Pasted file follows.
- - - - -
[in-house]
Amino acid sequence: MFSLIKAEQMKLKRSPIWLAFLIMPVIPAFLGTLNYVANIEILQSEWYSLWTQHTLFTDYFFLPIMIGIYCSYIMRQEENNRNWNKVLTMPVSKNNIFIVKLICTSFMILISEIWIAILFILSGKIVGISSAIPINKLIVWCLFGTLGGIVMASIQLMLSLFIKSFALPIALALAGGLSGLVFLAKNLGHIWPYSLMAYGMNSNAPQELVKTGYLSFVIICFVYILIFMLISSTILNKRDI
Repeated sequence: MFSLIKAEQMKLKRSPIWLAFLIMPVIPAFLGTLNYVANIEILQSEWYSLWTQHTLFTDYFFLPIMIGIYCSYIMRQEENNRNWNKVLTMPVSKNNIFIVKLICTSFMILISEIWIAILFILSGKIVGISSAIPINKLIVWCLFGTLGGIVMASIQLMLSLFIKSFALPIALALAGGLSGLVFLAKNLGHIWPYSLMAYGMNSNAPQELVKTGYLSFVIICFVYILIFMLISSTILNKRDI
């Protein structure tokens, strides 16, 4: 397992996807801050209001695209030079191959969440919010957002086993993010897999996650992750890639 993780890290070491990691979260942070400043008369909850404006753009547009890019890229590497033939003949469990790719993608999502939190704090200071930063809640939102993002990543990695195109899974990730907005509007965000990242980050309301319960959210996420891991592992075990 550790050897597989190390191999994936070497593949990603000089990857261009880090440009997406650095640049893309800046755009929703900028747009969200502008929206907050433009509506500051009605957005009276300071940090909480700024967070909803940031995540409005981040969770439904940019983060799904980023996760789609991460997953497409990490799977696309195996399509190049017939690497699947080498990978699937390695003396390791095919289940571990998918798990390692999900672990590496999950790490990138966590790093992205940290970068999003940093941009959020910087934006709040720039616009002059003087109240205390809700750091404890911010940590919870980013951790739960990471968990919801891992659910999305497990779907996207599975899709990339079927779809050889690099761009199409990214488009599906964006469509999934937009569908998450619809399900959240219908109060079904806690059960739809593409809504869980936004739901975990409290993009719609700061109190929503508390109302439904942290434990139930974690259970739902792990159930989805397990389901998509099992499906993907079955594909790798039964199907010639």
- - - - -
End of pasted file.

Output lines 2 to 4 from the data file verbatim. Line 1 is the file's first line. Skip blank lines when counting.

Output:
Amino acid sequence: MFSLIKAEQMKLKRSPIWLAFLIMPVIPAFLGTLNYVANIEILQSEWYSLWTQHTLFTDYFFLPIMIGIYCSYIMRQEENNRNWNKVLTMPVSKNNIFIVKLICTSFMILISEIWIAILFILSGKIVGISSAIPINKLIVWCLFGTLGGIVMASIQLMLSLFIKSFALPIALALAGGLSGLVFLAKNLGHIWPYSLMAYGMNSNAPQELVKTGYLSFVIICFVYILIFMLISSTILNKRDI
Repeated sequence: MFSLIKAEQMKLKRSPIWLAFLIMPVIPAFLGTLNYVANIEILQSEWYSLWTQHTLFTDYFFLPIMIGIYCSYIMRQEENNRNWNKVLTMPVSKNNIFIVKLICTSFMILISEIWIAILFILSGKIVGISSAIPINKLIVWCLFGTLGGIVMASIQLMLSLFIKSFALPIALALAGGLSGLVFLAKNLGHIWPYSLMAYGMNSNAPQELVKTGYLSFVIICFVYILIFMLISSTILNKRDI
């Protein structure tokens, strides 16, 4: 397992996807801050209001695209030079191959969440919010957002086993993010897999996650992750890639 993780890290070491990691979260942070400043008369909850404006753009547009890019890229590497033939003949469990790719993608999502939190704090200071930063809640939102993002990543990695195109899974990730907005509007965000990242980050309301319960959210996420891991592992075990 550790050897597989190390191999994936070497593949990603000089990857261009880090440009997406650095640049893309800046755009929703900028747009969200502008929206907050433009509506500051009605957005009276300071940090909480700024967070909803940031995540409005981040969770439904940019983060799904980023996760789609991460997953497409990490799977696309195996399509190049017939690497699947080498990978699937390695003396390791095919289940571990998918798990390692999900672990590496999950790490990138966590790093992205940290970068999003940093941009959020910087934006709040720039616009002059003087109240205390809700750091404890911010940590919870980013951790739960990471968990919801891992659910999305497990779907996207599975899709990339079927779809050889690099761009199409990214488009599906964006469509999934937009569908998450619809399900959240219908109060079904806690059960739809593409809504869980936004739901975990409290993009719609700061109190929503508390109302439904942290434990139930974690259970739902792990159930989805397990389901998509099992499906993907079955594909790798039964199907010639």